8 Music Library essentials

8 Music Library essentials

stanford users only = Stanford users only
Set up home computer ~ iphone

1. Searchworks, the library catalog

  • Search for books, CDs, DVDs, printed scores, streaming audio files, and digitized books and images.
  • Enter keywords such as composer name, song title, or opus number.
  • Use the Advanced Search to specify search word combinations (name + title + subject words)
  • Refine by Format to narrow results to Music – Recording or Music – Score.
  • Refine by Location to limit results to the Music Library.
  • Refine by Topic to discover narrower subject areas.
  • Use rss alerts to keep up-to-date on new arrivals in your areas of interest.

Learn to use Uniform Titles to search for musical works with generic titles.


2. Grove Music Online stanford users only

Grove Music Online is the gold standard for scholarly music information. It includes the complete print version of the New Grove Dictionary of Music and Musicians, New Grove Dictionary of Opera, and New Grove Dictionary of Jazz; and has begun adding articles from the New Grove Dictionary of Musical Instruments.


  • Always begin your research by reading the relevant Grove article(s). Yes, it’s better than Wikipedia.
  • Search Grove Music Online only, or all four Oxford University Press databases (includes the Encyclopedia of Popular Music, the Oxford Dictionary of Music, and the Oxford Companion to Music).
  • Search for words within articles. 
  • Composer biographies include authoritative lists of works, often with useful identifying information (key, catalog number, dates of composition and publication) 
  • Articles conclude with bibliographies of important writings on the topic.
  • See the helpful User Tips.


3. The Reference Room

The majority of important sources for music study continue to be in print only. Music reference sources lists examples from each of the major categories, including encyclopedias, dictionaries, and bibliographies.


4. The M Classification Outline

Music books and scores are arranged following the “M” Classification outline, developed by the Library of Congress (view the full outline here). This allows materials to be shelved together by topic, genre, or number of performers, to facilitate browsing.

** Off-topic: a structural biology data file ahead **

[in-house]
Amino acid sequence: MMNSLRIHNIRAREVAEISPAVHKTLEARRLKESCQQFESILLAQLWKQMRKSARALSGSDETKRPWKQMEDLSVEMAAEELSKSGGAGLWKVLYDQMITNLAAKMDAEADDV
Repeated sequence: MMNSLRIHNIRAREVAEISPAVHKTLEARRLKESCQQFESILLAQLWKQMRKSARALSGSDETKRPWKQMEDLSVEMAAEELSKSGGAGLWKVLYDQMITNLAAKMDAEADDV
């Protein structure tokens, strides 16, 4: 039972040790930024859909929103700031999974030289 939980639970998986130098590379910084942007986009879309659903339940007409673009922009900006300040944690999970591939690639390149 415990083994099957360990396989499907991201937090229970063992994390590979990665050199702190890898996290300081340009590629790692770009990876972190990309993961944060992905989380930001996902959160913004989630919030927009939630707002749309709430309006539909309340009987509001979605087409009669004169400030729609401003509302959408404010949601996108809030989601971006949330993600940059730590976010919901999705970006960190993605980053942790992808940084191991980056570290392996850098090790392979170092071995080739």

• Browse the guide online or in print (located at M1.1, at the foot of the stairs). Use the index at the back of the print volume.


5. Journal Articles stanford users only

Journal titles can be searched in Searchworks, but individual article titles cannot. Articles are searchable by title, author, type, and/or subject, in several databases.


  • The X-Search music subject page allows searching across all music databases (new!)
  • Full-text article content may be available online, or only in print; comprehensive research requires using both formats.
  • See the e-journals page for details and links. [link forthcoming]


 6Streaming Media stanford users only 

Stanford subscribes to eight music streaming databases and two video databases providing on-demand access to classical, jazz, and non-Western music performances. Mobile apps are available.


7. My Account   stanford users only

View all of your library-related transactions, including a list of what you have checked out, what may be overdue, any fines you may owe or have paid, and the status of your holds and requests. You can also use My Account to renew library materials. Pay your bills at the Green Library Loan Desk. Resolve questions regarding borrowing statusat the Green Library Privileges Desk


8. The Library Staff

We are here to help you succeed!

We can:

  • Explain how to use reference sources
  • Help you search in Searchworks and journal databases
  • Help you formulate research strategies on your topic
  • Help you identify musical works
  • Help you identify materials not in Stanford’s collections, and how to get them
  • Help you identify historical sound recordings in the Archive of Recorded Sound


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